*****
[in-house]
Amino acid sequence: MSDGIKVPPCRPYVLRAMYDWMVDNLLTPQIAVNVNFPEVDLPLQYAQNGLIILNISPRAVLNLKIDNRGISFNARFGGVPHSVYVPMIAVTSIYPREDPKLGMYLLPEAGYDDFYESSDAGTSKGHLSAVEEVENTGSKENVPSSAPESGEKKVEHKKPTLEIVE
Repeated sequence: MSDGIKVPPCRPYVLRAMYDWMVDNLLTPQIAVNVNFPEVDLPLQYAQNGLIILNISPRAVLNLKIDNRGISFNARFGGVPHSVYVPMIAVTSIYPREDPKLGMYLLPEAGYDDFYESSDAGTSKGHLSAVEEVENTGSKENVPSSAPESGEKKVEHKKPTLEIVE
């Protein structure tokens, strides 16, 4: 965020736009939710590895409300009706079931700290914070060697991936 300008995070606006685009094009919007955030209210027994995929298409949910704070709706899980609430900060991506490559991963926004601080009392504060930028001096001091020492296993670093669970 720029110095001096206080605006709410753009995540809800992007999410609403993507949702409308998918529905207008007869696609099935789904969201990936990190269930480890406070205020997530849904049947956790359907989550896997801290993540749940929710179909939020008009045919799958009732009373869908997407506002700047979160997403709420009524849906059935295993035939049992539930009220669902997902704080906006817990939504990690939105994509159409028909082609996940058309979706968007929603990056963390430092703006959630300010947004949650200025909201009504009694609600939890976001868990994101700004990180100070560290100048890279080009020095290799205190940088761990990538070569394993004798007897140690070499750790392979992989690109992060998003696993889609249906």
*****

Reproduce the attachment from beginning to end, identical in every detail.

[in-house]
Amino acid sequence: MSDGIKVPPCRPYVLRAMYDWMVDNLLTPQIAVNVNFPEVDLPLQYAQNGLIILNISPRAVLNLKIDNRGISFNARFGGVPHSVYVPMIAVTSIYPREDPKLGMYLLPEAGYDDFYESSDAGTSKGHLSAVEEVENTGSKENVPSSAPESGEKKVEHKKPTLEIVE
Repeated sequence: MSDGIKVPPCRPYVLRAMYDWMVDNLLTPQIAVNVNFPEVDLPLQYAQNGLIILNISPRAVLNLKIDNRGISFNARFGGVPHSVYVPMIAVTSIYPREDPKLGMYLLPEAGYDDFYESSDAGTSKGHLSAVEEVENTGSKENVPSSAPESGEKKVEHKKPTLEIVE
């Protein structure tokens, strides 16, 4: 965020736009939710590895409300009706079931700290914070060697991936 300008995070606006685009094009919007955030209210027994995929298409949910704070709706899980609430900060991506490559991963926004601080009392504060930028001096001091020492296993670093669970 720029110095001096206080605006709410753009995540809800992007999410609403993507949702409308998918529905207008007869696609099935789904969201990936990190269930480890406070205020997530849904049947956790359907989550896997801290993540749940929710179909939020008009045919799958009732009373869908997407506002700047979160997403709420009524849906059935295993035939049992539930009220669902997902704080906006817990939504990690939105994509159409028909082609996940058309979706968007929603990056963390430092703006959630300010947004949650200025909201009504009694609600939890976001868990994101700004990180100070560290100048890279080009020095290799205190940088761990990538070569394993004798007897140690070499750790392979992989690109992060998003696993889609249906």